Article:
Duh, We Are The Children


Piper Christian
Clara Fang
Cathy Orlando
Lilace Mellin Guignard
Joanna Huxster

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For those of us who want to motivate our friends to climate advocacy, we often look for a silver bullet — that perfect talking point that will get people on board. One of the most popular is, We need to think about future generations. We must act on behalf of the children and the grandchildren. In this episode we explore this climate pitch.

Host Peterson Toscano speaks with three women whose lives have been affected by pollution, particularly during their childhood. Piper Christian is a 16-year-old climate advocate from Utah who was moved by an even younger person from Malaysia she met at the Paris Climate Summit last November. Clara Fang is an ecologist and poet, who as a girl experienced extreme pollution in her homeland of China. Now living in the U.S., she is seeking global solutions to climate change. Cathy Orlando, a Canadian, had an epiphany about climate change when she was pregnant at age 40. She brought her instincts, knowledge, and sass with her to the climate advocacy table.

We also hear from ecologist and poet Lilace Mellin Guignard, who during our Art House section of the program asks the profound question, How do we raise children in a time of climate change? She answers this question with a poem.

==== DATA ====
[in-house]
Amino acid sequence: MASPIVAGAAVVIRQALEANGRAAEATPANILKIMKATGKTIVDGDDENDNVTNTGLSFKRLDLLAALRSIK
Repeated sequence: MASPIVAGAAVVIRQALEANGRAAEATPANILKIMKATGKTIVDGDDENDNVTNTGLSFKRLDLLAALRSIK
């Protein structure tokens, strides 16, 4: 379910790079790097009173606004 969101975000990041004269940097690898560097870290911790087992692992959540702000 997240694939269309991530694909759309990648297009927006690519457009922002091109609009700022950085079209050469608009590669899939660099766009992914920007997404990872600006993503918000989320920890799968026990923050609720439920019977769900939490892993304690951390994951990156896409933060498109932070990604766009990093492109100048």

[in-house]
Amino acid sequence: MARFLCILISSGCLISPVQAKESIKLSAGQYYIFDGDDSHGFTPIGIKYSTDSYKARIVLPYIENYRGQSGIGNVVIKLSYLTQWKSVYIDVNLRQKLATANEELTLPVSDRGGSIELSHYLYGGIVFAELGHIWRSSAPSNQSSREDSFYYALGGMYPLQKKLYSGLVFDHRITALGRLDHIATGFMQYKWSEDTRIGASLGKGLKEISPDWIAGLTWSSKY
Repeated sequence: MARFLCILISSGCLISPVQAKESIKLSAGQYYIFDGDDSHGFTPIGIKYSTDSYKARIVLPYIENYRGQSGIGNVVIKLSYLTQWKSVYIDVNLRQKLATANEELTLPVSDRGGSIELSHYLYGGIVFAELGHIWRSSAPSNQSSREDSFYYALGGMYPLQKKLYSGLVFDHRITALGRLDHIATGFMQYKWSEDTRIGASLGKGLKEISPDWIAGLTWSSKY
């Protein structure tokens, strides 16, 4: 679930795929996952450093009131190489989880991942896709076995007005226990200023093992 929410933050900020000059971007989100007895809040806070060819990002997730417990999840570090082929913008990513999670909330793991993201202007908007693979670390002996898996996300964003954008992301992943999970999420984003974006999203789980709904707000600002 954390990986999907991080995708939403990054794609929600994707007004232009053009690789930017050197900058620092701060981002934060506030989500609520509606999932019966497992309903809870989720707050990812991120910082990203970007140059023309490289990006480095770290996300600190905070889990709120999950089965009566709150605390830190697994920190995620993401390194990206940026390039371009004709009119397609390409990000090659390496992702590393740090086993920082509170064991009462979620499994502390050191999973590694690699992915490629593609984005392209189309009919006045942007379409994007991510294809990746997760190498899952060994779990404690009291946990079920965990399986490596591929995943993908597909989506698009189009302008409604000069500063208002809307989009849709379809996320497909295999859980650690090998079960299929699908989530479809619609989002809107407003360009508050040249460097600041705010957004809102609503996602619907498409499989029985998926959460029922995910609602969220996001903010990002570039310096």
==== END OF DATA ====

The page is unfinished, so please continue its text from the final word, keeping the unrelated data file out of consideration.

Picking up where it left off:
Many people wrote in with their answers to last month’s Citizens’ Climate Puzzler. Hear how people responded to Claire, who is concerned about climate change but feels there are bigger issues to address. In addition to hearing from listeners, we are joined by Joanna Huxster, PhD, a Postdoctoral Research Fellow at Bucknell University, who does research on the public’s understanding of climate change. She shares her expert opinion on what sort of responses might be most effective.

This month’s Puzzler

Imagine you are chatting with someone while traveling somewhere — bus, train, plane, camel, however you travel with others. You reveal that you are concerned about climate change. You say you are pursuing a variety of solutions. The person you are speaking with, let’s call him Sven, replies, “I could not agree more. In fact, I am doing so much to address global warming — I recycle, take shorter showers, ride my bike to work, and I have become a vegan. If we each would just do our own part, we will tackle this problem.” 

What do you think about Sven’s response? Is he correct to assume that if enough people change their individual consumption habits, we will tackle this problem? He clearly cares about addressing climate change and is putting lots of effort into cleaning up his personal lifestyle. How would answer Sven?

Send in your answers. Leave your name, contact info, and where you are from.

Get back to Peterson by August, 15th 2016. You can email your answers to radio@citizensclimate.org; you can also text  leave a voicemail at 570.483.8194. (+1 if calling from outside the USA.)

You can also access this month’s CCR episode on CCL’s podcast. Follow to receive notices of future podcasts.

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